- Associated Press - Saturday, June 9, 2012

PROVIDENCE, R.I. (AP) — Separated at rival conferences by 1,000 miles and a world of political ideology, liberal and conservative activists found themselves united by a deep disappointment with the nation’s economy.

Some of the most passionate voters from both parties suggest that neither presidential candidate has sufficiently sharpened his economic message or clearly outlined a plan to get the nation back on track. Democrats criticize President Obama’s willingness to fight for liberal priorities, while conservatives wonder aloud about presumptive Republican presidential nominee Mitt Romney’s conviction to act aggressively on their behalf.

It’s a reminder five months before Election Day that Mr. Obama and Mr. Romney have work to do on the most fundamental issue in the presidential contest.

“Right now, I’d like to see more from both candidates,” said Zack Zarr, a banker from suburban Chicago who was among several hundred gathered Friday at the Conservative Political Action Conference in Chicago.

Democrats at NetRoots Nation in Providence said the economy hasn’t recovered quickly enough under Mr. Obama, an opinion shared by the Republicans in Chicago.

“If you ask somebody about the economy and they tell you anything except that they are frustrated or disappointed, then they’re lying to you,” said Arshad Hasan, executive director of the liberal group Democracy for America, which was founded by former Vermont Gov. Howard Dean. “But the tea party and progressives have a different interpretation of the source of the frustration.”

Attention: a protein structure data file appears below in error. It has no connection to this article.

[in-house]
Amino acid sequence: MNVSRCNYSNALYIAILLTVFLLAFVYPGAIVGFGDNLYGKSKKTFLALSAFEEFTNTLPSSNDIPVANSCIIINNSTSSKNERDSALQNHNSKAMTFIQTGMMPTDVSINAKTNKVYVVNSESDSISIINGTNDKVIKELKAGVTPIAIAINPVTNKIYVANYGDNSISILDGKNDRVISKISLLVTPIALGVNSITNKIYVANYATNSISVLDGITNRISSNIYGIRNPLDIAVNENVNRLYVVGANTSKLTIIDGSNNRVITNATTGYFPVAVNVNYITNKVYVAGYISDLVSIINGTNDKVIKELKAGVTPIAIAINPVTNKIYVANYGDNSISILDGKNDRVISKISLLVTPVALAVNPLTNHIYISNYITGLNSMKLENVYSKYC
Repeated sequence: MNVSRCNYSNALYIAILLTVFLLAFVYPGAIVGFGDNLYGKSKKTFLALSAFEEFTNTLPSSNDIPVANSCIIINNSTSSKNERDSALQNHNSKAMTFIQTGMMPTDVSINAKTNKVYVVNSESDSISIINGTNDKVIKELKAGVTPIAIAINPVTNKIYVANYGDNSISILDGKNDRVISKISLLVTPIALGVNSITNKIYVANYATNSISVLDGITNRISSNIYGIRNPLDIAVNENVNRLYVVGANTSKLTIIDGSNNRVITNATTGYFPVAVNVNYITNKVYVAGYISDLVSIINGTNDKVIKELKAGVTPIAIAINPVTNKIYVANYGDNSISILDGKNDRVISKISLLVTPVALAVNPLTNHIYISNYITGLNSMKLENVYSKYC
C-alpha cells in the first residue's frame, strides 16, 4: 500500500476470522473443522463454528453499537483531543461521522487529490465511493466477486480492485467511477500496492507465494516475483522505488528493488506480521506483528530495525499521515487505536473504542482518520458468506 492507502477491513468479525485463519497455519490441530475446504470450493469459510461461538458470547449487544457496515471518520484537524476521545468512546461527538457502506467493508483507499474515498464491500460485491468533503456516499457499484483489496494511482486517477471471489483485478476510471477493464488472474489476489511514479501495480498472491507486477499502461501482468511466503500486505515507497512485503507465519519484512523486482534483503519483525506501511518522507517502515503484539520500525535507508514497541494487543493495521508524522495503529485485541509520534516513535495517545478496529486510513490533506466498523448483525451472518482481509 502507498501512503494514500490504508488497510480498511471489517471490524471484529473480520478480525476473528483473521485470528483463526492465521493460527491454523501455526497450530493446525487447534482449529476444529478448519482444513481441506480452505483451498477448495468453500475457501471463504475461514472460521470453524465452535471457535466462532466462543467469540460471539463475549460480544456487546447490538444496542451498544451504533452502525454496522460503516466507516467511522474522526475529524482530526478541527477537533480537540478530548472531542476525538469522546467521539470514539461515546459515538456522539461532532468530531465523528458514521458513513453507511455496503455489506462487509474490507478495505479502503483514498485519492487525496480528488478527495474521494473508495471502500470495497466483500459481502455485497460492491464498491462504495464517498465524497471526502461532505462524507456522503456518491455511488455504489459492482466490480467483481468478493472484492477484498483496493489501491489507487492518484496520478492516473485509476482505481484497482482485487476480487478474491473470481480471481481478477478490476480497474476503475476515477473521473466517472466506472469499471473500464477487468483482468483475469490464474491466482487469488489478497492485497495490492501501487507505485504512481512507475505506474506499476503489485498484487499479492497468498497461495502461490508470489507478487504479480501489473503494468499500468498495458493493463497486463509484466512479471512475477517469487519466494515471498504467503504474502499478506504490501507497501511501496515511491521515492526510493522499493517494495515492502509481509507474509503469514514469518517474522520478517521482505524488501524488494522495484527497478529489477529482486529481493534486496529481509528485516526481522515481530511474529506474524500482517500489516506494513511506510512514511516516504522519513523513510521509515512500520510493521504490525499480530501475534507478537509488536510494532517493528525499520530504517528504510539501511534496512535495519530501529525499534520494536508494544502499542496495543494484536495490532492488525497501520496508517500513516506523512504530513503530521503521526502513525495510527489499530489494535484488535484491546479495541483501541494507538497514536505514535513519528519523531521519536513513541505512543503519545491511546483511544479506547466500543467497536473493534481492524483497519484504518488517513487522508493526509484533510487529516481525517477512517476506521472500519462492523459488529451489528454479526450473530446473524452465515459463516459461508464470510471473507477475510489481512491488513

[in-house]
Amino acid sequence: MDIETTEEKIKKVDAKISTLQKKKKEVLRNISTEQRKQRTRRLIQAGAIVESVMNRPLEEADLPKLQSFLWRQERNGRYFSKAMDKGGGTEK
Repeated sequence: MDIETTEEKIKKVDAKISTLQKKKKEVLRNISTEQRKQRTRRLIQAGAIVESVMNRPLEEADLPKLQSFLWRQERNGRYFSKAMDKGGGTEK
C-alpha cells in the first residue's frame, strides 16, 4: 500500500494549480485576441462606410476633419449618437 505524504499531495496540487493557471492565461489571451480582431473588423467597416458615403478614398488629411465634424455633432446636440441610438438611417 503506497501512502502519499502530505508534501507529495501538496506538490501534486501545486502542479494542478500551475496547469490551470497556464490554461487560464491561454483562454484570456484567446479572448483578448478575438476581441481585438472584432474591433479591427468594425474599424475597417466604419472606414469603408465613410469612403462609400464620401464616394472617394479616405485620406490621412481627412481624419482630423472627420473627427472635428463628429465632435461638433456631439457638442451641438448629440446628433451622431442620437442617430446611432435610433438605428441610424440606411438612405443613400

Indeed, the political activists clashed over the proper prescriptions and cause of the weak economic climate, a reflection of the battle lines already drawn by Mr. Obama and Mr. Romney as they fight for the presidency.

Democrats at NetRoots, like Mr. Obama himself, support new investments in infrastructure, education and clean energy backed by higher taxes on wealthy Americans. They blame steadfast Republican opposition in Congress and the economic crisis that began under President George W. Bush.

Most Republicans, like Mr. Romney, lay the blame squarely on Mr. Obama’s shoulders. Mr. Romney argues for deep spending reductions, tax cuts and an expansion of the energy sector.

A May Washington Post/ABC News poll found registered voters equally divided on whom they trust more to handle the economy. In that poll, 49 percent said they believe Mr. Bush is more responsible for the country’s current economic problems compared with 34 percent who blame Mr. Obama.

The nation’s employers last month added the fewest jobs in a year, stoking fears of a global economic slowdown as Europe’s struggles escalate. It was the third consecutive month of weak job growth. Hiring, housing, consumer spending and manufacturing all appear to be improving yet remain less than healthy.

Mr. Obama addressed economic concerns directly on Friday, declaring at a White House news conference that “the private sector is doing fine.” That prompted instant criticism from Republicans, who said it showed a lack of understanding of the nation’s economic woes.

“Is he really that out of touch?” Mr. Romney charged while campaigning in Iowa.

Clarifying his remarks later in the day, the president said it was “absolutely clear that the economy is not doing fine.” While there had been some “good momentum” in the private sector, he said public-sector growth lagged behind, making it imperative that Congress act on his proposals to boost state and local government jobs.

“I cannot give you a good reason why Congress would not act on these items other than politics,” Mr. Obama said after being asked to respond to the Republican criticism.

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